There are likely more Macaroni Penguins in the world (~12 million) than any other penguin, and Macaronis outnumber Gentoos on a scale of about 12 to 1. This overall difference is reflected in the relative sizes of their colonies. Most Macaroni colonies number in the thousands (tens and hundreds of thousands in some places), whereas Gentoos usually number in the hundreds. If, say, you’re slowly approaching South Georgia Island, even at first sight when all you can see are small black-and-white specs on the shore, you can usually tell which of the two species you’re seeing just based on numbers.
As the ship moves closer – but still at a significant distance – sound becomes a factor, and another key identification clue. Macaronis are probably the noisiest of all penguins. This and the remarkable size and density of their breeding colonies means that the surrounding air is filled with a striking cacophony of nasal honks. The quieter Gentoos have a lower-pitched, rolling honk that, in the smaller concentrations of their colonies, packs considerably less punch.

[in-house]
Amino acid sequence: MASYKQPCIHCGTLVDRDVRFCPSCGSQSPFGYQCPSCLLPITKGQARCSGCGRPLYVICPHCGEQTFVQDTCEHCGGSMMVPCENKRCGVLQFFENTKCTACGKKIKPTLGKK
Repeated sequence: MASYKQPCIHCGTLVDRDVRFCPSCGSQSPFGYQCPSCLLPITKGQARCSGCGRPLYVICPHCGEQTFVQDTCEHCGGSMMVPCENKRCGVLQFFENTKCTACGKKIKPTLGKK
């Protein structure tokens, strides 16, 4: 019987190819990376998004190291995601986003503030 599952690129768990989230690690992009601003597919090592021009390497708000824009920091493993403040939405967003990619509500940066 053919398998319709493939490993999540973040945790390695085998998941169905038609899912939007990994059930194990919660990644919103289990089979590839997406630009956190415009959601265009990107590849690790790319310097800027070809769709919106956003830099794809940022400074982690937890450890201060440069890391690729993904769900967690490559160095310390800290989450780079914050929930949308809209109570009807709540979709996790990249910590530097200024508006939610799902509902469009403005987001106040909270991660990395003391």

Finally, with the ships closer, but still distant, the interactions between members of the colony become evident. Aggressive behaviour is found to varying degrees in all penguin breeding colonies, but not to the extent seen in a group of Macaronis. Territorial squabbles are frequent and can often become quite severe – something much less likely in a group of Gentoos.
When the ship finally comes within range to see head patterning, you’ve long since identified which penguin species you’re approaching, and in the process, have gained a deeper insight into how these curious birds interact with one of the Earth’s harshest and most spectacular wilderness areas.
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